d’entrar nell’alta rota che vi gira,

     la vostra region mi fu sortita.

A voi divotamente ora suspira

     i’anima mia, per acquistar virtute

    al passo forte ch a sè la tira.


In Sinclair: O glorious stars, O light pregnant with mighty power from which I acknowledge all my genius, whatever it be, with you was born and with you hidden he that is the father of each mortal life when I first tasted the Tuscan air; and after, when grace was granted me to enter into the high wheel that bears you round, your region was assigned to me. To you my soul now sighs devoutly that it may gain strength for the hard task that draws it to itself.

We do not need the translation to see that, on its final appearance in the poem, as on its first, “sigh” is united with “star.”

I was hoping as I read this that it would prove to be what it not: Dante’s first sighing in the poem. But that would be perhaps too neat a pattern, or too simple: the beauty of the poem is that it offers wheels turning within wheels, an intricate geometry.

So though I was somewhat disappointed when I found that this was not the first occasion of Dante’s sighing in the poem, it was nonetheless remarkable to find it only the four, with the other three occurring well up the mountain of Purgatory.

27 sighs, then, and only four belonging to Dante; most belonging to the damned or repentant, and two belonging to Beatrice. I will examine Dante’s sighs later–because they relate not only to the world of the poem, to its structure of beliefs, but to Dante’s approach to poetry in general.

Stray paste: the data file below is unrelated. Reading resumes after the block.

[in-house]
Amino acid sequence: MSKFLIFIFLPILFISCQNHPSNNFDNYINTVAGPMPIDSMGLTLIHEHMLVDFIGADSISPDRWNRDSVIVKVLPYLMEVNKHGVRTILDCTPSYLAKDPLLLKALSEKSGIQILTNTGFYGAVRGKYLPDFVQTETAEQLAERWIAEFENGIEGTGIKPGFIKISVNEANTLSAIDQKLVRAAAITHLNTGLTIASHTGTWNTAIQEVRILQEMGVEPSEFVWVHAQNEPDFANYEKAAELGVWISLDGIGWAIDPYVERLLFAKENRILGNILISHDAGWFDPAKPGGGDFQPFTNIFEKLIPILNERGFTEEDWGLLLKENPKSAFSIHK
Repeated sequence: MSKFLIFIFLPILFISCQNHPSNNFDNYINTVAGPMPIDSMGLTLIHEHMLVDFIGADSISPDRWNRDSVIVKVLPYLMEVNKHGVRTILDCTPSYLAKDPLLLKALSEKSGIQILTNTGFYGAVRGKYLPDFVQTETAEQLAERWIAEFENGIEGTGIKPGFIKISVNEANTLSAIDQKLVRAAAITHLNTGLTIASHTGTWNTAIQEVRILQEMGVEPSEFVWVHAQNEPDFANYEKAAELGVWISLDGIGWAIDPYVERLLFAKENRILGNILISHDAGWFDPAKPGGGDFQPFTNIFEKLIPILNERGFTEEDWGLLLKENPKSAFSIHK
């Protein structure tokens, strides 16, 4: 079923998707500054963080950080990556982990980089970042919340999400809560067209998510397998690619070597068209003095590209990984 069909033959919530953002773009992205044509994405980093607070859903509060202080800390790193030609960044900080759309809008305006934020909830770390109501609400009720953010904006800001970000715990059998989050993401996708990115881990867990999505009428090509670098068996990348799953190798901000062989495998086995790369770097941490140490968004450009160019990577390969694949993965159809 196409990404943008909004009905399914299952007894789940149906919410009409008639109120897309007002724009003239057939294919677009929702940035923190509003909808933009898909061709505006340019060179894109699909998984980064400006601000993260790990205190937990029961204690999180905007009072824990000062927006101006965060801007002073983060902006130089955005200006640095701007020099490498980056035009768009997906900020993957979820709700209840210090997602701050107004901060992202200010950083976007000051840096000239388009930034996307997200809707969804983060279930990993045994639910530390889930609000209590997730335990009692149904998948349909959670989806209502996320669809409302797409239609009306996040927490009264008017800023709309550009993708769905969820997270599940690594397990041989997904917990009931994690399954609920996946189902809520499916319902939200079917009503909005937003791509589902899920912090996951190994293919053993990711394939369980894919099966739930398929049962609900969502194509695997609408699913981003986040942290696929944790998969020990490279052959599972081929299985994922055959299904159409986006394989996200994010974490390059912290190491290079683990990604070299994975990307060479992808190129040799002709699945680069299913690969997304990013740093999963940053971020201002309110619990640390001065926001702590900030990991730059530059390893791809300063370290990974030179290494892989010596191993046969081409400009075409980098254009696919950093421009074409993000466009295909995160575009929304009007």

First I will take Beatrice’s sighs. These occur at the transition from Purgatory to Paradise: at Purgatorio 33.4 (the final book of the poem) and at Paradiso 1.100:


‘Deus, venerunt gentes’, alternando

    or tre or quattro, dolce salmodia

    le donne incominciaro, e lacrimando;

e Beatrice, sospirosa e pia,

    quelle ascoltava si fatta che poco

    più alla croce si cambio Maria.     (Purgatorio XXX.1-6)


Sinclair: ‘Deus, venerunt gentes’ the ladies, singing now three or four responsively and weeping, began sweet psalmody, and Beatrice, sighing and compassionate, listened to them, so altered that Mary changed little more at the cross.

S’ io fui del primo dubbio disvestito

     per le sorrise parolette brevi,

     dentro ad un nuovo più fu’ inretito,

e dissi: ‘Gia contento requievi

     di grante ammirazion; ma ora ammiro

     com’ io tascenda questi corpi levi.’

Ond’ella, appresso d’un pio sospiro,

     li occhi drizzo ver le con quel sembiante

     che madre fa sovra figlio deliro…                (Paradiso I.94-102)


Sinclair: If I was freed from my perplexity by the brief words she smiled to me I was more entangled in a new one and I said: ‘I was content already, resting from a great wonder, but now I wonder how I should be rising above these light substances.’ She, therefore, after a sigh of pity, bent her eyes on me with a look a mother casts on her delirious child…